Alec Soth

Teaching Page

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Alec Soth, Charles, Vasa, Minnesota, 2002. Chromogenic print, 50 x 40 inches. Courtesy the artist.

Although From Here to There: Alec Soth's America is no longer on view at MMoCA, this teaching page is valuable as an ongoing classroom resource. Here, you can find information on the artthe artistkey ideasdiscussion questions, and additional resources.


Standing tall and holding two model airplanes is a bearded and mustached man wearing a plaid shirt, black and white knit sweater, paint-spattered olive green coveralls with bulging pockets, leather work gloves, leather boots with laces untied, eyeglasses and a white balaclava cap. One of the airplanes he is holding is a Wizard gas engine model built from balsa wood and tissue paper and painted red, white, and blue with four stars and stripes on its tail; the other is a gas engine Testors model N4800T in red and white. He is standing on a tar-papered roof next to a window that appears to have been covered during the winter with glue-on plastic sheeting, which is lying behind him along with metal troughs and a cement block. The snow on the roof is melting, and the trees and bushes below are still leafless.

Charles, Vasa, Minnesota, is a compelling portrait of a proud man whose bemused expression is faintly evident behind his beard and the reflection of light off his glasses. Not unlike portrait painting of aristocratic or regal subjects throughout history, he has participated in the process of being portrayed and has chosen to associate himself with objects that have special meaning to him. The artist, Alec Soth, encountered Charles when he was driving around Minnesota and noticed a house with a glass room on top. He learned that Charles had built this room, which he calls his “cockpit,” and used it to make model airplanes with his daughter. Soth was drawn to his subject because of a shared sense of his being a dreamer whose reveries are expressed through building projects and fantasies of flight.

Alec Soth pursues a roving tradition established by such photographers as Robert Frank and William Eggleston who took to the American road, documenting everyday subjects. Using an approach similar to surfing the Internet, Soth follows links between one situation and another that are intentionally discreet from one another. However, when combined into series they suggest intriguing stories of quirky places and potentially overlooked people in present-day American culture. Soth has said, “In the early development of my work, I knew how to take pictures, but the struggle was how to organize pictures. Eventually, I started this thing called From Here to There, which was one picture leading to the next so that it was like a sort of game I was playing photographically, where the detail of one photograph actually provides the link for the subject matter of the next image.” Soth cites the ideas of musician John Cage about indeterminacy and the effect of chance events on composition as an important influence on his photography practice.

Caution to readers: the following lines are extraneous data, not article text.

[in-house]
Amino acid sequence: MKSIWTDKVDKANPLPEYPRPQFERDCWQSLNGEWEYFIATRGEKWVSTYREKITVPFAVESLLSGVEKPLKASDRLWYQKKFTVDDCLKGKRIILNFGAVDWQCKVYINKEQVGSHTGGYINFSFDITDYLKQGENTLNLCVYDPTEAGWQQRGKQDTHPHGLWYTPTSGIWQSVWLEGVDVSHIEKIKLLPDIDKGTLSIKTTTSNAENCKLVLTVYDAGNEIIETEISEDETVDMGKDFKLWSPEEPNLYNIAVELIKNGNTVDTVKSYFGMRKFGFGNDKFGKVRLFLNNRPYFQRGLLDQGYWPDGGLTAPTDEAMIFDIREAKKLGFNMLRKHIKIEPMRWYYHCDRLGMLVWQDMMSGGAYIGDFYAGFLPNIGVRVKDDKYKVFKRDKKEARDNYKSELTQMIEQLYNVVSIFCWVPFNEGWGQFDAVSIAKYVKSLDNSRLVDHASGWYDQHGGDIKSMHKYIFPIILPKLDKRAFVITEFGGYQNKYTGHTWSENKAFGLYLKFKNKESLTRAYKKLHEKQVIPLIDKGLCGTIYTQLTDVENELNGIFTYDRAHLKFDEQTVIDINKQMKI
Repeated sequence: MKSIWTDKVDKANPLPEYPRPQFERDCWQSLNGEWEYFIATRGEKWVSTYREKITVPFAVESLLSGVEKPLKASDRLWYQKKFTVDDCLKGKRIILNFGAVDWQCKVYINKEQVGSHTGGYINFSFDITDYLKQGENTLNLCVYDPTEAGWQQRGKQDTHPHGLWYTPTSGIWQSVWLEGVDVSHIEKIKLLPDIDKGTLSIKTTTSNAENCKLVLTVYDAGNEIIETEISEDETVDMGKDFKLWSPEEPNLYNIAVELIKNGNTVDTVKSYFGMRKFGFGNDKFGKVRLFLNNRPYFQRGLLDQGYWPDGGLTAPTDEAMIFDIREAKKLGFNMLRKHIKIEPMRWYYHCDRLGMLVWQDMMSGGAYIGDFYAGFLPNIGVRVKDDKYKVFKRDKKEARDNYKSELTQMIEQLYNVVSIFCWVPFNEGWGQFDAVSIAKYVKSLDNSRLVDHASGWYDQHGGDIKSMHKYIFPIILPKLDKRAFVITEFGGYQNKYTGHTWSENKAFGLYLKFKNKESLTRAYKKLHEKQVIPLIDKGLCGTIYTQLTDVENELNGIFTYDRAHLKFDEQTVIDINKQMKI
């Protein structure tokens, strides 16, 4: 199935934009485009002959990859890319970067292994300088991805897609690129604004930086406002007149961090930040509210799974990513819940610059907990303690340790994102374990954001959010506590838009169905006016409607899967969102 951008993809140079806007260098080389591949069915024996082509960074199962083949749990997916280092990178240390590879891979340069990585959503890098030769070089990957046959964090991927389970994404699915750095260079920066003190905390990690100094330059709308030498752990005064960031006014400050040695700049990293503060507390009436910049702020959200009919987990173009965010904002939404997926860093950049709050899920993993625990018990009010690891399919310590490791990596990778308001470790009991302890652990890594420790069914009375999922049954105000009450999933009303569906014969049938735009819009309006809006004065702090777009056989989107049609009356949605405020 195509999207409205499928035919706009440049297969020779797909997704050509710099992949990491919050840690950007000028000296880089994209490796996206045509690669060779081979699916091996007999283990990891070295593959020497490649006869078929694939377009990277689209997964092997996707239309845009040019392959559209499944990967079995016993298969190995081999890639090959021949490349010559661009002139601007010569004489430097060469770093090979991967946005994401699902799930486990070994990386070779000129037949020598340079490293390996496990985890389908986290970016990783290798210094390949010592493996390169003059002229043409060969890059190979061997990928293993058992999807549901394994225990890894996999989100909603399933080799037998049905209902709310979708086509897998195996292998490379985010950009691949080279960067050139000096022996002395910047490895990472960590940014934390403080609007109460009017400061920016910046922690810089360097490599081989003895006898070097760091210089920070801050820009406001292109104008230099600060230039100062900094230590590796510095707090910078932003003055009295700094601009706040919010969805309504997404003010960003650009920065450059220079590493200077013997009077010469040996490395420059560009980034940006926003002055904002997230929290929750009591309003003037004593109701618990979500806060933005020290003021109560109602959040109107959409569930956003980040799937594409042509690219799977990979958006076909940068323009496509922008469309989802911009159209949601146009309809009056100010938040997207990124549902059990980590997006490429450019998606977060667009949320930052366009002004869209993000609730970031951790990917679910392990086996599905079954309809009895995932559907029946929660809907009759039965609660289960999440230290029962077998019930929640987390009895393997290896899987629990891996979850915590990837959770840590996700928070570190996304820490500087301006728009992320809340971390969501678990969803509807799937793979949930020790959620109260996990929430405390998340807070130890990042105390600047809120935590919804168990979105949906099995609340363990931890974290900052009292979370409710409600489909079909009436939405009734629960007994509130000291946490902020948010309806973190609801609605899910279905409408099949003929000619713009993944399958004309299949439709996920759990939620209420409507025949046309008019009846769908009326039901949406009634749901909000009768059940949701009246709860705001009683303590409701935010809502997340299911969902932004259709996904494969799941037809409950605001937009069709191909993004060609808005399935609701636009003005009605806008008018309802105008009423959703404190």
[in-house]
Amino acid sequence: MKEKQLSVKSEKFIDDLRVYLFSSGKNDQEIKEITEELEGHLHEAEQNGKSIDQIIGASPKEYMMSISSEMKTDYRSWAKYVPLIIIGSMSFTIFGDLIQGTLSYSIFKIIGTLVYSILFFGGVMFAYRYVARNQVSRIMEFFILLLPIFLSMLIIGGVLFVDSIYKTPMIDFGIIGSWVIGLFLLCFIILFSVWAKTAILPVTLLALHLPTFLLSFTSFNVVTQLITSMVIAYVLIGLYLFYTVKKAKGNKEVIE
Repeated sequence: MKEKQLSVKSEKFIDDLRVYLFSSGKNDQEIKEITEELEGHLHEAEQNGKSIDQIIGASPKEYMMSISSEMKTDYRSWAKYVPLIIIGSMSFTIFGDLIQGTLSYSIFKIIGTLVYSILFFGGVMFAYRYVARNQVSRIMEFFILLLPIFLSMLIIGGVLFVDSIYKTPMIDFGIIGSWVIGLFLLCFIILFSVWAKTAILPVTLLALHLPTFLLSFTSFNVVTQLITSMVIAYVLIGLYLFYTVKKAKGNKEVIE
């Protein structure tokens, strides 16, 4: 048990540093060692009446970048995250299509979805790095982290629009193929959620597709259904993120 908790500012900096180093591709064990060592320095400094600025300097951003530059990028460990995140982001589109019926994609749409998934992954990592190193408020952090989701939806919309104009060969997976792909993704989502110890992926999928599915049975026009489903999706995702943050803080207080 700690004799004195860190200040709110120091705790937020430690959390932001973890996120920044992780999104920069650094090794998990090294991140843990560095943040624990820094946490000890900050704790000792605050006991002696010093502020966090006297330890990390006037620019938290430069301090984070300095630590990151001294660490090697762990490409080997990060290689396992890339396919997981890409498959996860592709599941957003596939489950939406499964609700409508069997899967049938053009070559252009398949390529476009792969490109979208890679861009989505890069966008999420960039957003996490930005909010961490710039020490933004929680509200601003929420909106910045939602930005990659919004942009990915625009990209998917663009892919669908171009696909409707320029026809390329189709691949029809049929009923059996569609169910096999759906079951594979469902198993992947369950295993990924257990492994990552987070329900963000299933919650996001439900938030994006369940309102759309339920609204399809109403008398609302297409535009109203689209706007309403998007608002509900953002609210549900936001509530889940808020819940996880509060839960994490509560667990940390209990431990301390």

Working primarily with a labor-intensive 8 x 10-inch field camera, Soth achieves a kind of detached intimacy with his subjects. When he encounters his subjects he asks them for permission to photograph them, then asks them to relax and wait while he sets himself up under the dark cloth he must place over his head to load the film and adjust the exposure. This process results in a contemplative photographic style and elicits remarkable detail and clarity. When viewed together the photographs present an unconventional portrait of America, and they ask they viewer to muse on and fill in the stories behind the images. “I am a photographer who floats over the surface of the world. I float, I wander. I have brief but occasionally powerful encounters…Photography is a very sensual pleasure…I look for color and shape like a painter.” 


Born in 1969 and raised in Minnesota, where he continues to live and work, Alec Soth attended Sarah Lawrence College. He has received fellowships from the McKnight Foundation and Jerome Foundation, was the recipient of the 2003 Santa Fe prize for Photography, and was short-listed for the highly prestigious Deutsche Borse Photography Prize. Soth also makes journalistic photographs such as those that have been on the cover of New York Times Magazine four times, but his journalistic work is separate from his art photography, in which he chooses the subject and uses different art methods.


  • Art photography in the tradition of on-the-road documentation of everyday American culture
  • Photography employing the contemporary art convention of asking the viewer to fill in the story
  • Use of serendipity for seeking subjects and linking photographs, similar to surfing the Internet
  • Use of a large format camera that requires time and “detached engagement” with a subject
  • Discovery of beauty in banal or overlooked situations


  1. What are some things you notice first about this portrait? In what ways is the image different from typical portraits of people?
  2. What hypotheses or assumptions about Charles do you form from viewing concrete details in the picture, such as his age, his interests, his work, the part of the country where he lives, his personality characteristics, his lifestyle? What do you notice about how you attempt to figure out what a person is like?
  3. In what ways does the formal composition of this photograph suggest qualities that could be characteristic of Charles?
  4. Have you ever created a portrait by photographing or drawing a person? In what ways is Charles, Vasa, Minnesota similar to or different from portraits you might make of people in your life?


On the Artist:

National Portrait Gallery
Magnum Photos
Alec Soth